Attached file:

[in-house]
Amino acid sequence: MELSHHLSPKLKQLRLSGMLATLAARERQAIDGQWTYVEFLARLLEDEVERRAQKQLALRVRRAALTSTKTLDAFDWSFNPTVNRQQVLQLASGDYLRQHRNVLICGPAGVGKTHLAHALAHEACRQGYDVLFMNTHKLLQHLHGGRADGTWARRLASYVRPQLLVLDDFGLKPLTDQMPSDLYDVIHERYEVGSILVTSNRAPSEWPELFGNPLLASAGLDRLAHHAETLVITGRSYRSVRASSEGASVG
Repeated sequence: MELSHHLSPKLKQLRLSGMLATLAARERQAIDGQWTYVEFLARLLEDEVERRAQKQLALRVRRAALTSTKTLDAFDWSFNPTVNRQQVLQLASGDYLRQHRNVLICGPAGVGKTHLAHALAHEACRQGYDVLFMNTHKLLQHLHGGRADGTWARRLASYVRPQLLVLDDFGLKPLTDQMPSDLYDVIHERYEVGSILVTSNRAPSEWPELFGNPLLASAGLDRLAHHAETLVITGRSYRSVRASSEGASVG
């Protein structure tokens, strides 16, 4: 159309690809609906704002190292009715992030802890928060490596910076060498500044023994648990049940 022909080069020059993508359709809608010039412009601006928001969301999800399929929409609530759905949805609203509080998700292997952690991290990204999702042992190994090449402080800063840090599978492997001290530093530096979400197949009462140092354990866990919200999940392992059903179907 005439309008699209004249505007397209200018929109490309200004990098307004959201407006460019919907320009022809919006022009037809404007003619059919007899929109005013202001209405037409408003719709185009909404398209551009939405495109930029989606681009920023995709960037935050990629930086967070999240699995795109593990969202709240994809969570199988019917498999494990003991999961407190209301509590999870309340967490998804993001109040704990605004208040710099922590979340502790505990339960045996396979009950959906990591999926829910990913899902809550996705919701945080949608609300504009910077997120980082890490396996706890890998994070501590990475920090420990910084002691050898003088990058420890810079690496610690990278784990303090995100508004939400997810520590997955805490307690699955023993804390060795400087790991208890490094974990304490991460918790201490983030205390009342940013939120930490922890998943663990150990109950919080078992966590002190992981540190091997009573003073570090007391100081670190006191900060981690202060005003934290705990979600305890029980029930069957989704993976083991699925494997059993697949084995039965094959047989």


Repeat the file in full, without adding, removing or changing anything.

[in-house]
Amino acid sequence: MELSHHLSPKLKQLRLSGMLATLAARERQAIDGQWTYVEFLARLLEDEVERRAQKQLALRVRRAALTSTKTLDAFDWSFNPTVNRQQVLQLASGDYLRQHRNVLICGPAGVGKTHLAHALAHEACRQGYDVLFMNTHKLLQHLHGGRADGTWARRLASYVRPQLLVLDDFGLKPLTDQMPSDLYDVIHERYEVGSILVTSNRAPSEWPELFGNPLLASAGLDRLAHHAETLVITGRSYRSVRASSEGASVG
Repeated sequence: MELSHHLSPKLKQLRLSGMLATLAARERQAIDGQWTYVEFLARLLEDEVERRAQKQLALRVRRAALTSTKTLDAFDWSFNPTVNRQQVLQLASGDYLRQHRNVLICGPAGVGKTHLAHALAHEACRQGYDVLFMNTHKLLQHLHGGRADGTWARRLASYVRPQLLVLDDFGLKPLTDQMPSDLYDVIHERYEVGSILVTSNRAPSEWPELFGNPLLASAGLDRLAHHAETLVITGRSYRSVRASSEGASVG
């Protein structure tokens, strides 16, 4: 159309690809609906704002190292009715992030802890928060490596910076060498500044023994648990049940 022909080069020059993508359709809608010039412009601006928001969301999800399929929409609530759905949805609203509080998700292997952690991290990204999702042992190994090449402080800063840090599978492997001290530093530096979400197949009462140092354990866990919200999940392992059903179907 005439309008699209004249505007397209200018929109490309200004990098307004959201407006460019919907320009022809919006022009037809404007003619059919007899929109005013202001209405037409408003719709185009909404398209551009939405495109930029989606681009920023995709960037935050990629930086967070999240699995795109593990969202709240994809969570199988019917498999494990003991999961407190209301509590999870309340967490998804993001109040704990605004208040710099922590979340502790505990339960045996396979009950959906990591999926829910990913899902809550996705919701945080949608609300504009910077997120980082890490396996706890890998994070501590990475920090420990910084002691050898003088990058420890810079690496610690990278784990303090995100508004939400997810520590997955805490307690699955023993804390060795400087790991208890490094974990304490991460918790201490983030205390009342940013939120930490922890998943663990150990109950919080078992966590002190992981540190091997009573003073570090007391100081670190006191900060981690202060005003934290705990979600305890029980029930069957989704993976083991699925494997059993697949084995039965094959047989």